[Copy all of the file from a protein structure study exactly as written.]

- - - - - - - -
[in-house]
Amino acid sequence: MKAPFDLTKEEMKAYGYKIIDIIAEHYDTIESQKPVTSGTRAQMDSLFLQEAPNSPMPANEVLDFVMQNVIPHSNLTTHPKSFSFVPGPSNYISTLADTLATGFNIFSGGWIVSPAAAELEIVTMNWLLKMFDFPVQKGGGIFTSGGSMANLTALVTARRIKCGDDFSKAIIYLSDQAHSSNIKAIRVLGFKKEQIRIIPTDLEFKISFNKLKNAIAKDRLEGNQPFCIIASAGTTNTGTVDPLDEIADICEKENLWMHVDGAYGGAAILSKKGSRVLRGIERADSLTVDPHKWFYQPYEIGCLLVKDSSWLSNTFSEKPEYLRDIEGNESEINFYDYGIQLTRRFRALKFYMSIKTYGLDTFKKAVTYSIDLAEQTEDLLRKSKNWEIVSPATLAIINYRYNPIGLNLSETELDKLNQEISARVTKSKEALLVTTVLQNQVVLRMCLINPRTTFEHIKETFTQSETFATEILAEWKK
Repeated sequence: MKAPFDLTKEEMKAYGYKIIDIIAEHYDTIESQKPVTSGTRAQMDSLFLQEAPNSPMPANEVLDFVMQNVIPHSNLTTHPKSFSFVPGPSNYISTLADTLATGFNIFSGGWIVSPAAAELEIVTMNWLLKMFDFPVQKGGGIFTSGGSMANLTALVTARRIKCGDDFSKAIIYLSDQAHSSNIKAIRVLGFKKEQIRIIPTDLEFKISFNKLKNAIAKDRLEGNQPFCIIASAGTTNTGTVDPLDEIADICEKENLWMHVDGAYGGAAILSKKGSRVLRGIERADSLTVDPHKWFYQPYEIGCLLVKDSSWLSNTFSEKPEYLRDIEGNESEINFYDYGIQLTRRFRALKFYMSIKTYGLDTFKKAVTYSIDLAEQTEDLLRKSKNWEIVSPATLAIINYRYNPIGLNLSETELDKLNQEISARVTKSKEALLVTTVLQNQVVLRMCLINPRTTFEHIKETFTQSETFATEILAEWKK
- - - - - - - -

[in-house]
Amino acid sequence: MKAPFDLTKEEMKAYGYKIIDIIAEHYDTIESQKPVTSGTRAQMDSLFLQEAPNSPMPANEVLDFVMQNVIPHSNLTTHPKSFSFVPGPSNYISTLADTLATGFNIFSGGWIVSPAAAELEIVTMNWLLKMFDFPVQKGGGIFTSGGSMANLTALVTARRIKCGDDFSKAIIYLSDQAHSSNIKAIRVLGFKKEQIRIIPTDLEFKISFNKLKNAIAKDRLEGNQPFCIIASAGTTNTGTVDPLDEIADICEKENLWMHVDGAYGGAAILSKKGSRVLRGIERADSLTVDPHKWFYQPYEIGCLLVKDSSWLSNTFSEKPEYLRDIEGNESEINFYDYGIQLTRRFRALKFYMSIKTYGLDTFKKAVTYSIDLAEQTEDLLRKSKNWEIVSPATLAIINYRYNPIGLNLSETELDKLNQEISARVTKSKEALLVTTVLQNQVVLRMCLINPRTTFEHIKETFTQSETFATEILAEWKK
Repeated sequence: MKAPFDLTKEEMKAYGYKIIDIIAEHYDTIESQKPVTSGTRAQMDSLFLQEAPNSPMPANEVLDFVMQNVIPHSNLTTHPKSFSFVPGPSNYISTLADTLATGFNIFSGGWIVSPAAAELEIVTMNWLLKMFDFPVQKGGGIFTSGGSMANLTALVTARRIKCGDDFSKAIIYLSDQAHSSNIKAIRVLGFKKEQIRIIPTDLEFKISFNKLKNAIAKDRLEGNQPFCIIASAGTTNTGTVDPLDEIADICEKENLWMHVDGAYGGAAILSKKGSRVLRGIERADSLTVDPHKWFYQPYEIGCLLVKDSSWLSNTFSEKPEYLRDIEGNESEINFYDYGIQLTRRFRALKFYMSIKTYGLDTFKKAVTYSIDLAEQTEDLLRKSKNWEIVSPATLAIINYRYNPIGLNLSETELDKLNQEISARVTKSKEALLVTTVLQNQVVLRMCLINPRTTFEHIKETFTQSETFATEILAEWKK